Masterofmemes (Head of Translation): In summary, there’s a big nebulous cloud in which it’s something like: Henke > Xz > Uwabami/StarStabbedMoon > SethZ/Joshkinz > Episode 1 Release > Me > Everyone else. (Author’s note: order of events).

GL: Was there another team working on a translation before you started? I remember something like that but I could be mistaken.

Henke37: Not to my knowledge.

Xz (Text Insertion/Editing): I don’t believe so either.

Hyarion (Code/Reverse Engineering): The Dai Gyakuten Saiban demo was released with a “Team IF – DGS Division” splash screen. So, that may be what you recall? (Author’s Note: Team IF – fan translators who did a re-translation of Fire Emblem Fates).

Henke37: I thought it was the forums?

Masterofmemes: Team IF veteran here. I’m actually the most ancient among us.

StarStabbedMoon (Admin/Text Insertion): Well, there was the YouTube translation that was referenced.

Masterofmemes: In summary, part 2: No, no other full-on translation efforts to our knowledge. But, we were kinda-sorta under a different group for a while so that was printed on the demo release. Though there are two YouTube translations that are complete, so to speak.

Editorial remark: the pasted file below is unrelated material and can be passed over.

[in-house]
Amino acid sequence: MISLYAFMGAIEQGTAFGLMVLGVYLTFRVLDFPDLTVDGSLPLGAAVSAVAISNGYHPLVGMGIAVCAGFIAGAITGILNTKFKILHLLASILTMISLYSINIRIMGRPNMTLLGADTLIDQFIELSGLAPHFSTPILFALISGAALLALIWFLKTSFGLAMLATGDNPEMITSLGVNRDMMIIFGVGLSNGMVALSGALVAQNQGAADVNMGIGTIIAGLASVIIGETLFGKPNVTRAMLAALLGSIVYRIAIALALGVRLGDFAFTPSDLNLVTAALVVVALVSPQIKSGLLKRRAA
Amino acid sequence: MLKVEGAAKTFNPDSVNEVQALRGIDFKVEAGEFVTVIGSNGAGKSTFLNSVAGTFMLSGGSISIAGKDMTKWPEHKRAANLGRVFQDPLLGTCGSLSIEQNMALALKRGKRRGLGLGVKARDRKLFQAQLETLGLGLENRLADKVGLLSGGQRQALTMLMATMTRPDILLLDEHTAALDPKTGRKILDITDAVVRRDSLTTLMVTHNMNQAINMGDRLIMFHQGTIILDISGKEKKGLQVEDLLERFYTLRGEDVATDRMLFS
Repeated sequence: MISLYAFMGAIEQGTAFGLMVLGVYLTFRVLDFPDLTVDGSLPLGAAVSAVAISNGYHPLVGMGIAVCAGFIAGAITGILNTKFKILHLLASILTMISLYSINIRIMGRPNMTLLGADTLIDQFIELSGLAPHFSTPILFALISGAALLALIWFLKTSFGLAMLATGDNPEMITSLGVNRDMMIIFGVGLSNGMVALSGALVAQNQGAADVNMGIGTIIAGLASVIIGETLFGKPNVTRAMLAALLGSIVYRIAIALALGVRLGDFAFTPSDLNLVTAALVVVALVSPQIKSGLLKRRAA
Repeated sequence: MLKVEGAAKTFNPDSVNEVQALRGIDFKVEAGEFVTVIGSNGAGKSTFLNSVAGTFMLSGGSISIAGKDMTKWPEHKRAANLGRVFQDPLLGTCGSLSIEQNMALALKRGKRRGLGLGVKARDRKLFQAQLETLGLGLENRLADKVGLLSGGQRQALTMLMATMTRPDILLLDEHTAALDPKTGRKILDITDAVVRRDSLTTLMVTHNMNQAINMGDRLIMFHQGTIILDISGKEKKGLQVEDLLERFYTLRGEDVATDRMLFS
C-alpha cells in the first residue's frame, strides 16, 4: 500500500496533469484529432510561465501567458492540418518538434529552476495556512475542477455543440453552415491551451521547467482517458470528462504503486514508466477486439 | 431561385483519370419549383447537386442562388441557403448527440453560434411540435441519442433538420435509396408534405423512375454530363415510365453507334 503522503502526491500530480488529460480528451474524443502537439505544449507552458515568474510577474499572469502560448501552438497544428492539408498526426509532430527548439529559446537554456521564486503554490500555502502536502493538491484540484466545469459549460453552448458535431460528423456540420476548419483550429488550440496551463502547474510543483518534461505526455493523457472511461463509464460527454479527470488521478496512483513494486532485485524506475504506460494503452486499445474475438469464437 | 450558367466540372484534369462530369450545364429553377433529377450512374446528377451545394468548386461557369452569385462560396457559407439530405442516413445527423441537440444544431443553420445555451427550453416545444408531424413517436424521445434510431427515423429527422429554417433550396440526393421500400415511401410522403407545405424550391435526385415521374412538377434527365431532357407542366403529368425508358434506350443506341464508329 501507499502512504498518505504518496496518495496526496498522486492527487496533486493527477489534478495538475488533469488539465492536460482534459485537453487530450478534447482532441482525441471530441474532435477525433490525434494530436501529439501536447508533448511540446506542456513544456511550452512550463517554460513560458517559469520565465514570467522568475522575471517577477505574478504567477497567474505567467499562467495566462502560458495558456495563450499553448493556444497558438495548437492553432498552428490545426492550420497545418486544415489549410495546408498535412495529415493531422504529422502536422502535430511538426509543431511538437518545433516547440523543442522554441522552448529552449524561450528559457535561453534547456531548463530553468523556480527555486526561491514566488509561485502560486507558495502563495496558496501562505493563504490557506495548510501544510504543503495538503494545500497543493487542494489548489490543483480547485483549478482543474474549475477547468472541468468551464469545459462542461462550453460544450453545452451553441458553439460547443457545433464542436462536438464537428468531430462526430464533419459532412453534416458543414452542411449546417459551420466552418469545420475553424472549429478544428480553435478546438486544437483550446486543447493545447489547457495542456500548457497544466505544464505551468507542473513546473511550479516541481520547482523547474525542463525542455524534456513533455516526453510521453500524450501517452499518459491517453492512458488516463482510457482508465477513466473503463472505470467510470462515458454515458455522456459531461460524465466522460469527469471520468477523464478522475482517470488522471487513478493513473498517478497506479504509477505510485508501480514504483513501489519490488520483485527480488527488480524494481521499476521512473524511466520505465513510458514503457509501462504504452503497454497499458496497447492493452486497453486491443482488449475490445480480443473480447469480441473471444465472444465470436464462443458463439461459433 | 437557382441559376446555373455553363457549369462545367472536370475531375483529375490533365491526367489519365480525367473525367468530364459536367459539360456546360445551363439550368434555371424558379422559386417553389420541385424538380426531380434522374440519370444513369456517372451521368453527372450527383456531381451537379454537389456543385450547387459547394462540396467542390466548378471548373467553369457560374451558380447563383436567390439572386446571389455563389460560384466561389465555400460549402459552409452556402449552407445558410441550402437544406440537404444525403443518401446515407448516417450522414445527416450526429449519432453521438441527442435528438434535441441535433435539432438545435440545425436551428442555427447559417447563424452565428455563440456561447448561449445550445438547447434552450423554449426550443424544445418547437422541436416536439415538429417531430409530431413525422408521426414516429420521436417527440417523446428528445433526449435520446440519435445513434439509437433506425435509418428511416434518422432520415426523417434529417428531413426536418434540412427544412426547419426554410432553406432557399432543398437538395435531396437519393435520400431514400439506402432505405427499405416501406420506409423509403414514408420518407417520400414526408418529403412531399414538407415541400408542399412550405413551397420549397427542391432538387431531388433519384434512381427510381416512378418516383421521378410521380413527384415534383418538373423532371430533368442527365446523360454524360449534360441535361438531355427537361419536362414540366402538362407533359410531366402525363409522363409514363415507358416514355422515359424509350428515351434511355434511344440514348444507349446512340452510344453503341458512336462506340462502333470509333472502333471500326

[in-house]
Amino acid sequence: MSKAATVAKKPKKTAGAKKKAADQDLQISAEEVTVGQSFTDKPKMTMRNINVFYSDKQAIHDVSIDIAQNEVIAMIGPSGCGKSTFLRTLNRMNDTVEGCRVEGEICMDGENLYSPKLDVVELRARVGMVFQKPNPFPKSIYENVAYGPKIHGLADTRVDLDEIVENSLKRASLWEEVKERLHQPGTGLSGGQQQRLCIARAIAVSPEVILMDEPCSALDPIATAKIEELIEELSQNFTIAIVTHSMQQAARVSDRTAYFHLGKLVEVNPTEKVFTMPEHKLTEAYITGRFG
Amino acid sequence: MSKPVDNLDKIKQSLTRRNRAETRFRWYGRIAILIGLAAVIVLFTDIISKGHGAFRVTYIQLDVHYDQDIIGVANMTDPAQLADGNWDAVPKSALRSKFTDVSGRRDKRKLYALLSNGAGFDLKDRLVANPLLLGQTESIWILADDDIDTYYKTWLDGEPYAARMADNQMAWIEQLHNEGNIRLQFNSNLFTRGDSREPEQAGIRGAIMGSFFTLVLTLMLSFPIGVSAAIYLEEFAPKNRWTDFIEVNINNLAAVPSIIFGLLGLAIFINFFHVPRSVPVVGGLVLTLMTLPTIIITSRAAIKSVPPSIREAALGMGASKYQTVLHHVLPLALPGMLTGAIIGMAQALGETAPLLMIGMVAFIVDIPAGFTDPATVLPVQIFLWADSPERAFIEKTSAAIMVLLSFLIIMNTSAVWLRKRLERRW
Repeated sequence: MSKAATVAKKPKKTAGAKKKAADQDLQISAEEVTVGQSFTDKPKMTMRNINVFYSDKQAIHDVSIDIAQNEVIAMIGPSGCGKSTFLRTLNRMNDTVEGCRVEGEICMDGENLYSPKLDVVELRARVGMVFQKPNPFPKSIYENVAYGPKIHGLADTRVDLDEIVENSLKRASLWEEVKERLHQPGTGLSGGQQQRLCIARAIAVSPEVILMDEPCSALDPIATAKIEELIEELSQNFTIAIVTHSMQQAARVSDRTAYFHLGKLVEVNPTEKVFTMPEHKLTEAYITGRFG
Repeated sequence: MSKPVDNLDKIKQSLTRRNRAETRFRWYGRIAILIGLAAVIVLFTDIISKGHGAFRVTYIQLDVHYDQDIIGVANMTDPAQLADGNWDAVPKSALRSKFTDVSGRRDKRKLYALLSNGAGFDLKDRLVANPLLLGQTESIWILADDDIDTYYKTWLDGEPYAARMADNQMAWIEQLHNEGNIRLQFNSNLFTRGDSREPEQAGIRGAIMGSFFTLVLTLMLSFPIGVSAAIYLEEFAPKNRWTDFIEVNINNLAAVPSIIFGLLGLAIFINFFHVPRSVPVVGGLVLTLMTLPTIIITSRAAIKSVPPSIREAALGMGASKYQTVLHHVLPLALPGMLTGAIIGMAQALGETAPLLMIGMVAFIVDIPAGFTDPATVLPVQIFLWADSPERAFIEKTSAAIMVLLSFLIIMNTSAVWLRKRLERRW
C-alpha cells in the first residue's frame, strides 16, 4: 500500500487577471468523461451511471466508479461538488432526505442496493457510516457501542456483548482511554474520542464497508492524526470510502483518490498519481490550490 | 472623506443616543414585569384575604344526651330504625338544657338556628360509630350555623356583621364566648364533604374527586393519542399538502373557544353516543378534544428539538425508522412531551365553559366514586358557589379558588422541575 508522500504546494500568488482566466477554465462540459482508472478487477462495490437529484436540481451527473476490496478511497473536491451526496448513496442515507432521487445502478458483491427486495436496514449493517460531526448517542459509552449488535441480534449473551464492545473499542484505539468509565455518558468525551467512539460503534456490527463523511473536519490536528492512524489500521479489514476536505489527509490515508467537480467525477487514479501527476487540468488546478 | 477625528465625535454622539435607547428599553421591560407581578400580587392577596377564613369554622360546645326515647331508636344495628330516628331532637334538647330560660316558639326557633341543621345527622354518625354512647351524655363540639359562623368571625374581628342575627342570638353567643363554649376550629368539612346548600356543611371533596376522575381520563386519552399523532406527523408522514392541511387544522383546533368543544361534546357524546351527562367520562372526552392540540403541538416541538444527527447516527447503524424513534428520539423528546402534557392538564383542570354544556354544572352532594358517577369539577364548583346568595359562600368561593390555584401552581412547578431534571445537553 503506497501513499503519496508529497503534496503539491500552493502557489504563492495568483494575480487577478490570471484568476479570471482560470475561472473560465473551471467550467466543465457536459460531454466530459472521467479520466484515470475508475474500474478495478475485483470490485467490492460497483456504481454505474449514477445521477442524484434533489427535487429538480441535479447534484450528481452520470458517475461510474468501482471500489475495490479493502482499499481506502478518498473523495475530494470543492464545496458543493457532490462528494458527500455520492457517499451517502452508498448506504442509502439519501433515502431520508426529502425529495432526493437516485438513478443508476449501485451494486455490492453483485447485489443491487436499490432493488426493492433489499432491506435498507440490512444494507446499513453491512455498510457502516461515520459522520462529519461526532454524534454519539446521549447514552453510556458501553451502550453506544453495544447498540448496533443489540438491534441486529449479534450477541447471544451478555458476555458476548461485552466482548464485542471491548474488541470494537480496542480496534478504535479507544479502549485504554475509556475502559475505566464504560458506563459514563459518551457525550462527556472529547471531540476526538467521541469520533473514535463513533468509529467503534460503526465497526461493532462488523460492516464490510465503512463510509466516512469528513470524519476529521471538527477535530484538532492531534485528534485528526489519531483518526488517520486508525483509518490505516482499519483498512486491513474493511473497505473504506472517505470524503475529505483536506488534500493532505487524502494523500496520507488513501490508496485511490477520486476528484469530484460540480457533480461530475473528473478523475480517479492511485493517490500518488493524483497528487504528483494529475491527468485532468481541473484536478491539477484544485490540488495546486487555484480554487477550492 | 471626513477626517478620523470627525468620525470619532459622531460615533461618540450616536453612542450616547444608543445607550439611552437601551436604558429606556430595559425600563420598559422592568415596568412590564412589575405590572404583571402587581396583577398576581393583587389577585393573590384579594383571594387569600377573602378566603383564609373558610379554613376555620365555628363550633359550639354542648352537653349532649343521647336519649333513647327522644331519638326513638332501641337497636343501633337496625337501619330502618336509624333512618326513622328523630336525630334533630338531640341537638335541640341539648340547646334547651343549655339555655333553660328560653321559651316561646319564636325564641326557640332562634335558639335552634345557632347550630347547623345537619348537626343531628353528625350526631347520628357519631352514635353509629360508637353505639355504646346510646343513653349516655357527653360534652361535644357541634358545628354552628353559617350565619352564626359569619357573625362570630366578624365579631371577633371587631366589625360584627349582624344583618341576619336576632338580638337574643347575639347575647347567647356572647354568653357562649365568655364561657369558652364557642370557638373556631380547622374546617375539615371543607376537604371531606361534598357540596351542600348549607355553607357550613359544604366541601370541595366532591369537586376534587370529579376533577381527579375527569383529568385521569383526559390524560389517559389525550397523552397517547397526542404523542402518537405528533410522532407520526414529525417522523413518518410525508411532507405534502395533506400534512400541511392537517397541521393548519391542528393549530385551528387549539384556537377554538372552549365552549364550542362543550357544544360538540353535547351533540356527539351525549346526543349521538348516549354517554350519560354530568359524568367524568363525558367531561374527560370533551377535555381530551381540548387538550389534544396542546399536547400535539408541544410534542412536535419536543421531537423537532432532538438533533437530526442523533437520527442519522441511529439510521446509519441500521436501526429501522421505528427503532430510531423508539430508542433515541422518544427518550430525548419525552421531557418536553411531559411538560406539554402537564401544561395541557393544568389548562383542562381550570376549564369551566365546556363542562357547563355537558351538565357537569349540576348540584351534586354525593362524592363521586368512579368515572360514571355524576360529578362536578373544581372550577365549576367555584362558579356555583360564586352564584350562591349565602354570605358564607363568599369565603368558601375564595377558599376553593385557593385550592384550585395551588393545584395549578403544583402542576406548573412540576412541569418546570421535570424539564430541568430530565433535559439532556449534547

The translation retains the feel of the source material.

GL: In your translation, you kept it as close to the source material as possible. Which got me thinking about Capcom’s official localizations. Would that be possible for this game at all?

Uwabami (Admin/Translator): Our official stance is no.

Henke37: You mean the translation changing the setting? Nope. That’s a bad idea given the overarching plot is about two specific nations.

Uwabami: Yeah, as you can see, it would be very difficult to fit DGS into the existing Ace Attorney “Japanifornia” universe. We are aware of other people trying to do just that, but let’s leave it at this: It’s not what we want to do. But, let me clarify one thing people get wrong. We are – in fact – localizing DGS. We try to make jokes and puns work and rewrite things to make them more accessible to the end-user.